CARSON CITY -- The Nevada Supreme Court has ruled the Primadonna is not liable for the injuries a teenage boy suffered in 2005 when he and his drunken relatives were thrown out of the hotel after fighting with other guests.
Seventeen-year-old Fabian Santiago was left a quadriplegic in an accident after he and his stepuncles, Manuel and Daniel Garibay, were kicked out of the resort, now called the Primm Valley hotel, for intoxication and fighting with other guests.
Manuel Garibay, who did not have a valid driver's license, mistook a frontage road outside the resort for the freeway and rolled their car while traveling at 80 mph.
In their 3-0 decision, justices held that Nevada has rejected a dram shop law that makes businesses that serve liquor liable for damages caused by an intoxicated patron after the patron has been reasonably evicted.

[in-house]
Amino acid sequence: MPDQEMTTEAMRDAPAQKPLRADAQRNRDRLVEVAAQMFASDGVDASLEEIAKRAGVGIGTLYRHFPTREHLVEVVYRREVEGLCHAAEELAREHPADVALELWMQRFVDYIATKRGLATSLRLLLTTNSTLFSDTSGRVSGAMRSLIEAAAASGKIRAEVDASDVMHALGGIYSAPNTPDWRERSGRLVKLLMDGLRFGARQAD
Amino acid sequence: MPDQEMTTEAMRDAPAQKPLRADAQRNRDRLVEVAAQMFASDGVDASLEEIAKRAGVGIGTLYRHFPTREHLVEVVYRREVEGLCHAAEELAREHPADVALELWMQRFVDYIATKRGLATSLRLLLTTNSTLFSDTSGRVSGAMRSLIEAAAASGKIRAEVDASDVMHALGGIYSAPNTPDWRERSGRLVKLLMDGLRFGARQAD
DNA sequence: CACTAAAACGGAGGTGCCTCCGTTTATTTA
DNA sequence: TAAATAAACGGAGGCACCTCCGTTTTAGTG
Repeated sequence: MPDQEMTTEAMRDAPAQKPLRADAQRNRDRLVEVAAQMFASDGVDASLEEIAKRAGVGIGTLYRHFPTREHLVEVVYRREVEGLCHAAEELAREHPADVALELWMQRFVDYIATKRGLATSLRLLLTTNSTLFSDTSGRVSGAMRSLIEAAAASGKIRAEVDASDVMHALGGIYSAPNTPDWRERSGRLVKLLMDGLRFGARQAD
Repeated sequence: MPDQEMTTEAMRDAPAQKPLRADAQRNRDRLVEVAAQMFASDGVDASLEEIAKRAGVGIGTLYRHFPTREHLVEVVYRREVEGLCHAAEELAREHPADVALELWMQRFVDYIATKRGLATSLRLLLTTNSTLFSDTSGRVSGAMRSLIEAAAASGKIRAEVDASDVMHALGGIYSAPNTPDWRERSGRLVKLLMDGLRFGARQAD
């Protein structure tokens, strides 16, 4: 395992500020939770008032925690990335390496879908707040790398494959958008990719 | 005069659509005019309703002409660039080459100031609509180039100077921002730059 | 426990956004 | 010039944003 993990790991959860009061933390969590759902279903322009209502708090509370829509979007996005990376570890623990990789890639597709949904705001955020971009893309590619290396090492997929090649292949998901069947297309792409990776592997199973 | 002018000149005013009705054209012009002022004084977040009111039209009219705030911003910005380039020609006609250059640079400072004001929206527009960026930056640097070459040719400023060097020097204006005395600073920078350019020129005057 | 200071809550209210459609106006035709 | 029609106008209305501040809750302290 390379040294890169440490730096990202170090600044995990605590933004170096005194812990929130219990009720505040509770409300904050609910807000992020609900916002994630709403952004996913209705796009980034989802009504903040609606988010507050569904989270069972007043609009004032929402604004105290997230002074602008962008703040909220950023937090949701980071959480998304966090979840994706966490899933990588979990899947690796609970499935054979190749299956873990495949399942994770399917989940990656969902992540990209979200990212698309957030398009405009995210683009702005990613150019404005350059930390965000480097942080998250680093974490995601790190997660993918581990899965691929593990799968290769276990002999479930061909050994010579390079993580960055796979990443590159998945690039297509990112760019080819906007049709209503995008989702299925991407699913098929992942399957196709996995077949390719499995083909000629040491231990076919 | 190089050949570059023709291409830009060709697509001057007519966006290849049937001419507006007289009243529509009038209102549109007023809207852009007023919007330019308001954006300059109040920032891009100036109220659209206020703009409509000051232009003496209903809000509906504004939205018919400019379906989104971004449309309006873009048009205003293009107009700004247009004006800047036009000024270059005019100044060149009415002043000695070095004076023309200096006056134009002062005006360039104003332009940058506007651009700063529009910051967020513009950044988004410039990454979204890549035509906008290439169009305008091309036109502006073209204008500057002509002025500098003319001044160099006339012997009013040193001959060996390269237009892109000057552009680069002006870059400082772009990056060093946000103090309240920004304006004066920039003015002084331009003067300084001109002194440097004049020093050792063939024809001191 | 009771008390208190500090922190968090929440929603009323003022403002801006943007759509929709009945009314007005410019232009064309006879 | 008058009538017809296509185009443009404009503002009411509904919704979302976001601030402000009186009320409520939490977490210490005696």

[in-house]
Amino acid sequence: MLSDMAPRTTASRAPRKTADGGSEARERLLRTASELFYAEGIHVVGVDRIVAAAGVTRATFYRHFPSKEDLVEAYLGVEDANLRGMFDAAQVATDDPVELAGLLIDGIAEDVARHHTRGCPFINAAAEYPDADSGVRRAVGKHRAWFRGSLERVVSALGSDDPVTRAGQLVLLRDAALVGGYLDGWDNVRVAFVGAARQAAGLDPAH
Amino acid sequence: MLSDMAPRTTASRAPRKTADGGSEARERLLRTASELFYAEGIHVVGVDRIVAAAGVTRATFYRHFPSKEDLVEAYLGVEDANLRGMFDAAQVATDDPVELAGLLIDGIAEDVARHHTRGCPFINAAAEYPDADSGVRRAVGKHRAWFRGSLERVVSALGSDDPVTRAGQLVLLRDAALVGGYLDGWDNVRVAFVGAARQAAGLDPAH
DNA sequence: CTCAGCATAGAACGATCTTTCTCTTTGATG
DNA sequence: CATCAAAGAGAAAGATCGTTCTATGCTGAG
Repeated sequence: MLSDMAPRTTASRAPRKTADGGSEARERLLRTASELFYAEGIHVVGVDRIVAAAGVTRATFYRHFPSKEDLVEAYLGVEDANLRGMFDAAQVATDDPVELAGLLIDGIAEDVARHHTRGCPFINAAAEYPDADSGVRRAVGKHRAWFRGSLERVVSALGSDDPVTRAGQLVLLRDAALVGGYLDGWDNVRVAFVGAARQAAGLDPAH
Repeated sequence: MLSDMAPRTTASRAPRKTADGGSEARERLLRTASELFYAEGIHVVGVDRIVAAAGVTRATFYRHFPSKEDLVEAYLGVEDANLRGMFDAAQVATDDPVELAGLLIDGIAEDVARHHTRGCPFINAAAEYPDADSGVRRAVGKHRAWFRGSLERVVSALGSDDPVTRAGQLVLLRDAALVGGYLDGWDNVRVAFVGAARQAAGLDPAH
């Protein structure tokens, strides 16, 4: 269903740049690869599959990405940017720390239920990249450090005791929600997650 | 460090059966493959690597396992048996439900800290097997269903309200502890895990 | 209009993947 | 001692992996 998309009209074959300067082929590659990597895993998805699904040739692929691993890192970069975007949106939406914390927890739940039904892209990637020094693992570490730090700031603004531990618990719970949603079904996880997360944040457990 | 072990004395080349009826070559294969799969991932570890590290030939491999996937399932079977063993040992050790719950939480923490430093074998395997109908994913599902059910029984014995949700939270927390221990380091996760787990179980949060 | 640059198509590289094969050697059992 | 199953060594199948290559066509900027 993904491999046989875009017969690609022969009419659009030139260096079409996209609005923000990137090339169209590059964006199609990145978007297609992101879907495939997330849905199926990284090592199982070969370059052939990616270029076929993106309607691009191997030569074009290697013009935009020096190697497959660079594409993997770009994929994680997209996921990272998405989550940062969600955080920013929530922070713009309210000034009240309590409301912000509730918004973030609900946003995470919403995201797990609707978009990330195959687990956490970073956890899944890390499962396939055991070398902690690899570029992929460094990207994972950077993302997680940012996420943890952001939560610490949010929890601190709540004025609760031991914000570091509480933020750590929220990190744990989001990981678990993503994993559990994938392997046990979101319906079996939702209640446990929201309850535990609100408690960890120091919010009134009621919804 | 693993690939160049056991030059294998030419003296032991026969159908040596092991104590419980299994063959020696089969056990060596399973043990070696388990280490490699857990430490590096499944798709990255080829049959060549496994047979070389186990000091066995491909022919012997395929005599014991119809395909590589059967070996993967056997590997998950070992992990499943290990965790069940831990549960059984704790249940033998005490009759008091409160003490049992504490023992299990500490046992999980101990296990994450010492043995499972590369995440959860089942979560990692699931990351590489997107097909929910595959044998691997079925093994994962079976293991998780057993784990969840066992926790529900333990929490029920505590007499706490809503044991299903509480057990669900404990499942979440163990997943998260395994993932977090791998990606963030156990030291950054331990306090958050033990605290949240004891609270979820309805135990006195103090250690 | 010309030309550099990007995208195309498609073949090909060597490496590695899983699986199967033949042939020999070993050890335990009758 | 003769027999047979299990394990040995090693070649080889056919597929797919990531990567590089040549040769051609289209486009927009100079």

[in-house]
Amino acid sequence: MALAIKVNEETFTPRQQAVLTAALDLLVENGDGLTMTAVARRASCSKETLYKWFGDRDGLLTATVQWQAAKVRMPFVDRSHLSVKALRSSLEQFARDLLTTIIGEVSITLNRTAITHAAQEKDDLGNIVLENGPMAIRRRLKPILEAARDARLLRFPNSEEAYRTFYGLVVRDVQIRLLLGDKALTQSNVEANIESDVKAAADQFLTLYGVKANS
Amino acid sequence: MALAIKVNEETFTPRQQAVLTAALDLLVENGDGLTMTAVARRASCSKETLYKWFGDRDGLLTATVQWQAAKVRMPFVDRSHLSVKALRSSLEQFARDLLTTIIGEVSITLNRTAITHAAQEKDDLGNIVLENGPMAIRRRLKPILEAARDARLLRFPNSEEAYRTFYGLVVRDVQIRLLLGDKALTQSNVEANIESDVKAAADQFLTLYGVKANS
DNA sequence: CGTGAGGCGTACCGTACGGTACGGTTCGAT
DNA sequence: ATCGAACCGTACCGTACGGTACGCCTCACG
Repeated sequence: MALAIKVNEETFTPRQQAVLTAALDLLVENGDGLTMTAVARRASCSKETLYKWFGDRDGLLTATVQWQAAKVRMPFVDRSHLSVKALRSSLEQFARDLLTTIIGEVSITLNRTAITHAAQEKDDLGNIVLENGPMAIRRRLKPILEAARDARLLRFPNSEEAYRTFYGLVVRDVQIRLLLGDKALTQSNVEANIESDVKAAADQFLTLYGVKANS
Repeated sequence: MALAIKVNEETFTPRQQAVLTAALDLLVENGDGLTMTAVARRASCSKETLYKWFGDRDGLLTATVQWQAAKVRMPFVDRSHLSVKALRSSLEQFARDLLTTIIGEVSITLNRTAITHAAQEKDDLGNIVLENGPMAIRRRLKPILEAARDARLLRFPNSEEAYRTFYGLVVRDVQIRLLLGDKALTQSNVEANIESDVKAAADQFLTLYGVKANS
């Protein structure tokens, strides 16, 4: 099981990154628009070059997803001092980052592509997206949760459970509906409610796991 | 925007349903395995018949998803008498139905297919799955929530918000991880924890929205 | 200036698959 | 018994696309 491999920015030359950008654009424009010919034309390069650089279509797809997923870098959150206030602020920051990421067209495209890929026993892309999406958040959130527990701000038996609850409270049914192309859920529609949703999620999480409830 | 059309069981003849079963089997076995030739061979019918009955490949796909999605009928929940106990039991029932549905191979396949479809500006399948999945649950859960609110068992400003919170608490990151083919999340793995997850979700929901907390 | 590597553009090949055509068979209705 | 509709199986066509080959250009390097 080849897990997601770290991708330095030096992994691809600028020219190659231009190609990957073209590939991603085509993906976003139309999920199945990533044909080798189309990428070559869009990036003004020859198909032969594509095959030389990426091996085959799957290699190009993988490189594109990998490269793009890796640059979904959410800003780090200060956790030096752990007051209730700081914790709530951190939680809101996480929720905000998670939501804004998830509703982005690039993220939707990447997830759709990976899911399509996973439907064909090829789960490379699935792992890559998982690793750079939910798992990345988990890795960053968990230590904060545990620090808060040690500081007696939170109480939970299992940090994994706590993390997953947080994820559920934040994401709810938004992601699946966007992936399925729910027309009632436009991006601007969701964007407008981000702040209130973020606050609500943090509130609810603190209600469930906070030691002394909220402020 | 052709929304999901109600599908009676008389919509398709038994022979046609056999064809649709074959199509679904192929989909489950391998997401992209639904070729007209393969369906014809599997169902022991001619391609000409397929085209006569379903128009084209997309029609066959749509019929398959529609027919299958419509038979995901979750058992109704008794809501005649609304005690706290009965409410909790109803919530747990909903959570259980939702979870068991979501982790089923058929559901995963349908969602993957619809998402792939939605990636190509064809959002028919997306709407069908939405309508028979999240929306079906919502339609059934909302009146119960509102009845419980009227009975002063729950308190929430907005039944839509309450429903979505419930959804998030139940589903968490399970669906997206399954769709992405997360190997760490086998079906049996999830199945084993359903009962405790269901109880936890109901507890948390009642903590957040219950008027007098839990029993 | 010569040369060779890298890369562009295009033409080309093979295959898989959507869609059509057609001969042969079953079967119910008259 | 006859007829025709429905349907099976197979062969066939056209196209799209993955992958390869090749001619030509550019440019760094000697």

Attorneys for Santiago had argued the hotel was liable because Marlene Garibay, Santiago's mother, told security guards that the three men would "stay in the room and sleep it off."
Nonetheless, security officers refused that request and led them to their car in the parking lot. Once in the car, the three men were told by security guards that they could not sleep there either and had to leave the premises.
Fabian Santiago suffered severe spinal injuries in the accident that followed moments later.
Justices ruled that hotel proprietors have a legal right to evict from their premises anyone who acts in a disorderly manner or who causes a public disturbance.
"In addition, it is well settled in Nevada that commercial liquor venders, including hotel proprietors, cannot be held liable for damages related to any injuries caused by the intoxicated patrons, which are sustained by either the intoxicated patron or a third party," they decided.
"In other words, Nevada subscribes to the rationale underlying the nonliability principle -- that individuals, drunk or sober, are responsible for their torts."
In making the decision, the Supreme Court upheld a District Court decision throwing out the case against the Primadonna.
The decision was issued Thursday.
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